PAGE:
The Asian Development Bank (ADB) this month released its latest Asian Development Outlook Supplement. Literally, it’s a supplement to the Asian Development Outlook published last April. This is how ADB releases its economic outlook documents for the region- Outlook every April; Update every September; and Supplements every July and December. Such an arrangement gives the opportunity to revise the latest estimates in the eventuality of any significant economic development.
So what does the latest Supplement say? Here’re some quick points:
- Overall, there is only a minor revision from April’s Outlook. Developing Asia’s GDP growth has been slightly lowered from 5.7 to 5.6 percent for FY 2016.
- South Asia to be the strongest sub-region with GDP growth of 6.9 percent and Central Asia to be the weakest with 1.7 percent.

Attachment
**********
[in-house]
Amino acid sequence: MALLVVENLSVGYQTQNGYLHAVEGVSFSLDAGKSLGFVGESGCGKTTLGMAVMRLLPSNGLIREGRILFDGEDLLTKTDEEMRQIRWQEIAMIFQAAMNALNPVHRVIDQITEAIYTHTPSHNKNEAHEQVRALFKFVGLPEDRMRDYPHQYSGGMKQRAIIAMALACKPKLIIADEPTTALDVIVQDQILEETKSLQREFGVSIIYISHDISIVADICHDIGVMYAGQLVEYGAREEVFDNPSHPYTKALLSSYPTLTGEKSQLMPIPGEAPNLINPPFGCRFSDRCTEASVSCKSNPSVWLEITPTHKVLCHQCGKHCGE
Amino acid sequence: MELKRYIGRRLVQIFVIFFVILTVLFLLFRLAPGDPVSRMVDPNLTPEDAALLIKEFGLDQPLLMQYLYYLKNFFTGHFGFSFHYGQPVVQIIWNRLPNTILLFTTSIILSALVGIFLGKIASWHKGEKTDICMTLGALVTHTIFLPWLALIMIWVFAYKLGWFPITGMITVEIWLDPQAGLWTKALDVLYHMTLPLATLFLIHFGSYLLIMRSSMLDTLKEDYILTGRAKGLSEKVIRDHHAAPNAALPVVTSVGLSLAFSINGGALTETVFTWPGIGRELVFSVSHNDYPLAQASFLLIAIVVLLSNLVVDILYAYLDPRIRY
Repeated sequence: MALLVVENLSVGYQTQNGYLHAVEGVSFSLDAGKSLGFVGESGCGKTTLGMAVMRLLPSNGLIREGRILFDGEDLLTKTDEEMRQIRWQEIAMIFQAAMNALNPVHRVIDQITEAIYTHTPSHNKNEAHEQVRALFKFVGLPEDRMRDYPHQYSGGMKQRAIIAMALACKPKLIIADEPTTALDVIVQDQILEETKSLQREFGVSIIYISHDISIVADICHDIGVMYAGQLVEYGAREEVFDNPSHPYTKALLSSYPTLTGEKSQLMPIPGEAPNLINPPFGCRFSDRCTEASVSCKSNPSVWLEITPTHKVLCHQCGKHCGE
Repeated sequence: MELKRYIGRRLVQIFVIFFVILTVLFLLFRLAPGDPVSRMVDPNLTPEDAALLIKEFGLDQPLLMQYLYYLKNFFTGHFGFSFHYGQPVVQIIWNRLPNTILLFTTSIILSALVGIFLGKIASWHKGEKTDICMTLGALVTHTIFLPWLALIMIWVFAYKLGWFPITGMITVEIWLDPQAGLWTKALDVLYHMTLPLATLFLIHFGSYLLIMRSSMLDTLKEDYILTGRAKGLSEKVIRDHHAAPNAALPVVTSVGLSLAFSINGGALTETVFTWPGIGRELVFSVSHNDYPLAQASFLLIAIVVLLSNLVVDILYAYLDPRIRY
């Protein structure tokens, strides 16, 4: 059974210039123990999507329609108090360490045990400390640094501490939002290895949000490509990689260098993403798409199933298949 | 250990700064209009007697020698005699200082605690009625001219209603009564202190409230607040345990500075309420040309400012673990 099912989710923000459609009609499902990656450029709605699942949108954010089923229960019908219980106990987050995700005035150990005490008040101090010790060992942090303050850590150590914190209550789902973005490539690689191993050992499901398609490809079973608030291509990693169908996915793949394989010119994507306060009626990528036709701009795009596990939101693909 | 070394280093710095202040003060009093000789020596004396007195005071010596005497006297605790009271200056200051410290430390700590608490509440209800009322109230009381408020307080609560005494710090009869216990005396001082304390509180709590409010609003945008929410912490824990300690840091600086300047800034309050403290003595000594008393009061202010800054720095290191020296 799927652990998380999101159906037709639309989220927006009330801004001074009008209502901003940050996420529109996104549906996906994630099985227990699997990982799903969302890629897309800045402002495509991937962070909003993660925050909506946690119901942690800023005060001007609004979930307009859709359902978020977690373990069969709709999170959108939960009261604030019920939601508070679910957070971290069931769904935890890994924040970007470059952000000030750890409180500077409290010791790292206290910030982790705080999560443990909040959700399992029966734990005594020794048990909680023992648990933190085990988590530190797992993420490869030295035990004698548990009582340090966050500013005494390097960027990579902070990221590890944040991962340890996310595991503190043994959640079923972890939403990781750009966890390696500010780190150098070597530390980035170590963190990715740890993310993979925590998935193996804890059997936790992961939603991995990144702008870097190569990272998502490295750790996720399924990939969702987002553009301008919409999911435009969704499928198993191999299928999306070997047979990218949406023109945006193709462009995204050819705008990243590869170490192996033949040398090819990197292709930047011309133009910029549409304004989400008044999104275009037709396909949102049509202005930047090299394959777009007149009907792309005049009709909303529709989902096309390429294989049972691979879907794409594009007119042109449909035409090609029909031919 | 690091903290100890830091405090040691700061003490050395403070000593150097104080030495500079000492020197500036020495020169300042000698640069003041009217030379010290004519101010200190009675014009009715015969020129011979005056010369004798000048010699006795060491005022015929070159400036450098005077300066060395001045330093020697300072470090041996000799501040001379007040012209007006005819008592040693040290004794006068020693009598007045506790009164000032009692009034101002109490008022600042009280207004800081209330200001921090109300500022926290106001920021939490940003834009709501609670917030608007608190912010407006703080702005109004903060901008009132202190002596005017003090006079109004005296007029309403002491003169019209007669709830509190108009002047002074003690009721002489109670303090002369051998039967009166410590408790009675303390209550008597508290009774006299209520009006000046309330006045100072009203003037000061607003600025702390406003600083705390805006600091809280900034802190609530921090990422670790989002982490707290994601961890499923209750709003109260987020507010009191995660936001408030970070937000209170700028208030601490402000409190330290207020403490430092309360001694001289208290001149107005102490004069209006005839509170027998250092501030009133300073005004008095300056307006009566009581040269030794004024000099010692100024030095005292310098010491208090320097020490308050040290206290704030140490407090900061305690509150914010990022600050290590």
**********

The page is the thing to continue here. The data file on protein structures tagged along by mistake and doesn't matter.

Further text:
- India takes the position of the fastest growing major economy in the region with a projected GDP growth of 7.4 percent. China, Viet Nam, and Philippines are the only other major economies in the 6 percent plus club.
- The reasons behind India’s strong outlook are good monsoon expected this year and the consequent increase in rural demand. Better manufacturing growth and increased consumer spending also are expected to boost growth.
- However, South Asia and India are not expected to do well when it comes to inflation. Against the region average of 2.8 percent, the former and latter are expected to clock 5.2 and 5.4 percent, respectively. Pickup in India’s inflation is almost entirely attributed to the increase in food prices. Not that great news, end of the day.
- Central Asia is projected to be hit hardest by inflation, with the outlook revised to 11 from 10.8 percent.
Click here to access the original ADB document.
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